Of course we should never lose sight of the fact that the technical definition of a *P* value is the likelihood of obtaining a result this large or larger if there is truly no effect. We should likewise never lose sight of the fact that belief is subjective and requires debate about the relative value and proper interpretation of different forms of evidence.

I’m 95% confident that at least a few folks will find this helpful, but if not, please let me know in the comments so I can improve the next post. And if you made it this far, thanks for reading!

## Notes

***** I have treated this example as if I knew the standard deviation of the population to be 10.2, whereas in a real trial we would be very unlikely to know the standard deviation of the population and we would have to estimate it based on the standard deviation found in our own trial.

Read more about the author, Chris Masterjohn, PhD, here.

## References

Armitage P, Berry G, Matthews JNS. Statistical Methods in Medical Research: Fourth Edition. Malden, MA: Blackwell Science Ltd. 2002.

Tim Ozenne says

Generally correct. But for 95% interval, you want 2.5% in each tail (two-tailed test). Whether a two-tailed test is best is a different question.

Chris Masterjohn says

Hi Tim,

I agree, but what I tried to say was that there would be five percent between the two tails. I’ll try to edit it in a way that makes that more clear. If you have any suggestions, please let me know.

Chris

Chris Masterjohn says

In the initial description of the first sampling distribution, I added, “2.5 percent falling into each tail.” I hope that helps clarify.

Chris

Norman Yarvin says

Uh, true Bayesians do not say that without prior knowledge you fall back to the frequentist position. True Bayesians say that without prior knowledge you can’t say a damn thing. When your religion is Bayes’ formula, and you don’t know one of the inputs to Bayes’ formula, you don’t know the output. The inputs do not default to 0.50, or any other number; they default to NaN.

This, of course, leaves open the question of where one might ever start getting knowledge in the first place, after being born without it. But then that’s a tough question in practice, too. Bayesian extremism would say nobody can ever know anything, but back off a hair on that extremism, and it’s quite a good way to explain all the clueless people in the world.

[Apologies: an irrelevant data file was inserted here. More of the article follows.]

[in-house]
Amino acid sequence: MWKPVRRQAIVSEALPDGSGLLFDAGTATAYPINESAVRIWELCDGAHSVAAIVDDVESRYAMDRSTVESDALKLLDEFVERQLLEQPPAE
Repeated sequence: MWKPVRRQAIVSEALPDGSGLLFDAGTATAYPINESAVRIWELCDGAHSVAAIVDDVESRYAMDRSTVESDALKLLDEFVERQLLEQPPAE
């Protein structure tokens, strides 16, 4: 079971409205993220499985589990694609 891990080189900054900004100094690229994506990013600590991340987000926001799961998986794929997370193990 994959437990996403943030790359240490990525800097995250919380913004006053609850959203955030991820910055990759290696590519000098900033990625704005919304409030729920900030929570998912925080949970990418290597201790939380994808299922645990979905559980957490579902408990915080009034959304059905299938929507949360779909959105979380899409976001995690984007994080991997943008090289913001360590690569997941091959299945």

In any case, Chris, when you’re in a hole like this, you should stop digging. The mathematically defensible statement here is that if the trial results were just due to pure randomness, there’d only be a 6% chance of them being as extreme as they were. That’s just the truth; it’s not dependent on Bayesianism, frequentism, or any other -ism. In the language of Bayes’ theorem, that gives P(A|B); you were trying to make it the number for P(B|A), and the one can’t be gotten from the other unless you know P(A) and P(B). So please just admit that you confused P(A|B) with P(B|A), and make the excuse that many others have also done so and continue to do so. Youth and inexperience are also good excuses. Saying that you called it a “confidence” rather than a probability is not a good excuse, unless you want to be labeled a confidence man.

As a practical matter, making the mathematically defensible statement is impressive enough. You don’t have to confuse P(A|B) with P(B|A), when most of your readers will just do it for you anyway. And the few who don’t confuse it themselves will appreciate you getting it correct.

This is not an idle distinction. The significance one should place on a trial depends not just on the p value but also on a lot of other things, such as the number of people who have tried to get such a result. When 20 people try an experiment, odds are that one of them will get a result significant to p<0.05 just out of pure chance. Okay, maybe the field is so conscientious that the other 19 people will get published even though their results are boring, but maybe it isn't. Saying that you have to know prior probabilities is a way of saying that context matters, especially with results whose statistical significance is marginal.

Chris Masterjohn says

Hi Norman,

Thanks for your thoughts! According to the textbook I cited, the “extreme member” of the family of conjugate priors can be chosen to “represent ignorance,” which is called the “non-informative prior or the vague prior” (p. 167). They cite Lindley, 1965, for the mathematic correspondence between traditional (frequentist) methods and Bayesian methods when non-informative priors are chosen and appropriate changes of wording are made. They state on p. 174 that with a non-informative prior the Bayesian confidence interval corresponds mathematically to the traditional confidence interval. I don’t know whether this represents adherence to the true religion of Bayesianism, but apparently it reflects a standard component of the Bayesian statistical repertoire if it made it into this textbook, no? Like I said, this isn’t my field, so all I can do is try to represent what I read. In any case, how would you suggest making a quantitative estimate of confidence in something? Obviously this is more wishy washy than quantifying true probability, and I’m not very comfortable at present calling it “probability,” but I’m not sure there is a better way to satisfy what is more or less intuitively demanded: some way of describing how strongly we believe something, and some way of rooting it in evidence rather than pure guesswork. What are your ideas?